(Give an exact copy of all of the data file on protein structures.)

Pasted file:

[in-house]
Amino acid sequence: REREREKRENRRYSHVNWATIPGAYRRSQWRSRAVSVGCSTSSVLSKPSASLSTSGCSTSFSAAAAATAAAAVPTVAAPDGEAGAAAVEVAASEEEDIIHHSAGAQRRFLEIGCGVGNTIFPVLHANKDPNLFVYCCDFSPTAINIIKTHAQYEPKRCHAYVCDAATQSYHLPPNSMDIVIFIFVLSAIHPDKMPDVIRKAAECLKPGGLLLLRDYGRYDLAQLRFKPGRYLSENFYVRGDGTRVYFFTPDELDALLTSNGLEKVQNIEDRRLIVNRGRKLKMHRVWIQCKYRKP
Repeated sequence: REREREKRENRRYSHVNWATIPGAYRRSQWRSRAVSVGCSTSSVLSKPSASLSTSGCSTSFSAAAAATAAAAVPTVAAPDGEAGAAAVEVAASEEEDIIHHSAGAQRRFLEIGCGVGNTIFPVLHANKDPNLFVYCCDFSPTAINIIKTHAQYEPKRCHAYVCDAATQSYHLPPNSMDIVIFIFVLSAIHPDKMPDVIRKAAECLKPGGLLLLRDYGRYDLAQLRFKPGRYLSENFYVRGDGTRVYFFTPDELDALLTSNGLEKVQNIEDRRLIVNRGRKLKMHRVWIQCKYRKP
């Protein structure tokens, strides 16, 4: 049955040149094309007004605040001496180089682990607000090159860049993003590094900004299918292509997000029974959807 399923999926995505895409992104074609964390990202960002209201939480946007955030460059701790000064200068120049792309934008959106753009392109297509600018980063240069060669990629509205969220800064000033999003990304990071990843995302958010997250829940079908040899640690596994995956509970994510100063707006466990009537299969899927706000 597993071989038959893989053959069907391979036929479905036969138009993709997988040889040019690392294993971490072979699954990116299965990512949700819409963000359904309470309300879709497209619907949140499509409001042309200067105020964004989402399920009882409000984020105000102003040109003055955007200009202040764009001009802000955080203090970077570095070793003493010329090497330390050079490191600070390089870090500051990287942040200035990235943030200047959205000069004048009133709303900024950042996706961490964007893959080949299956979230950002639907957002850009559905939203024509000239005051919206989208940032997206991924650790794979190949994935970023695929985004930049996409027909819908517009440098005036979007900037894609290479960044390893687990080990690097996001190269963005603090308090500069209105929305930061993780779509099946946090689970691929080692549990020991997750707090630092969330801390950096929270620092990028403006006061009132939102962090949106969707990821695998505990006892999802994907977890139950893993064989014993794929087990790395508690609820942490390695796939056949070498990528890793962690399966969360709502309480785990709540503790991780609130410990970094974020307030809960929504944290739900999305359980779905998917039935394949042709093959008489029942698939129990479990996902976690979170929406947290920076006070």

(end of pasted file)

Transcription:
[in-house]
Amino acid sequence: REREREKRENRRYSHVNWATIPGAYRRSQWRSRAVSVGCSTSSVLSKPSASLSTSGCSTSFSAAAAATAAAAVPTVAAPDGEAGAAAVEVAASEEEDIIHHSAGAQRRFLEIGCGVGNTIFPVLHANKDPNLFVYCCDFSPTAINIIKTHAQYEPKRCHAYVCDAATQSYHLPPNSMDIVIFIFVLSAIHPDKMPDVIRKAAECLKPGGLLLLRDYGRYDLAQLRFKPGRYLSENFYVRGDGTRVYFFTPDELDALLTSNGLEKVQNIEDRRLIVNRGRKLKMHRVWIQCKYRKP
Repeated sequence: REREREKRENRRYSHVNWATIPGAYRRSQWRSRAVSVGCSTSSVLSKPSASLSTSGCSTSFSAAAAATAAAAVPTVAAPDGEAGAAAVEVAASEEEDIIHHSAGAQRRFLEIGCGVGNTIFPVLHANKDPNLFVYCCDFSPTAINIIKTHAQYEPKRCHAYVCDAATQSYHLPPNSMDIVIFIFVLSAIHPDKMPDVIRKAAECLKPGGLLLLRDYGRYDLAQLRFKPGRYLSENFYVRGDGTRVYFFTPDELDALLTSNGLEKVQNIEDRRLIVNRGRKLKMHRVWIQCKYRKP
């Protein structure tokens, strides 16, 4: 049955040149094309007004605040001496180089682990607000090159860049993003590094900004299918292509997000029974959807 399923999926995505895409992104074609964390990202960002209201939480946007955030460059701790000064200068120049792309934008959106753009392109297509600018980063240069060669990629509205969220800064000033999003990304990071990843995302958010997250829940079908040899640690596994995956509970994510100063707006466990009537299969899927706000 597993071989038959893989053959069907391979036929479905036969138009993709997988040889040019690392294993971490072979699954990116299965990512949700819409963000359904309470309300879709497209619907949140499509409001042309200067105020964004989402399920009882409000984020105000102003040109003055955007200009202040764009001009802000955080203090970077570095070793003493010329090497330390050079490191600070390089870090500051990287942040200035990235943030200047959205000069004048009133709303900024950042996706961490964007893959080949299956979230950002639907957002850009559905939203024509000239005051919206989208940032997206991924650790794979190949994935970023695929985004930049996409027909819908517009440098005036979007900037894609290479960044390893687990080990690097996001190269963005603090308090500069209105929305930061993780779509099946946090689970691929080692549990020991997750707090630092969330801390950096929270620092990028403006006061009132939102962090949106969707990821695998505990006892999802994907977890139950893993064989014993794929087990790395508690609820942490390695796939056949070498990528890793962690399966969360709502309480785990709540503790991780609130410990970094974020307030809960929504944290739900999305359980779905998917039935394949042709093959008489029942698939129990479990996902976690979170929406947290920076006070």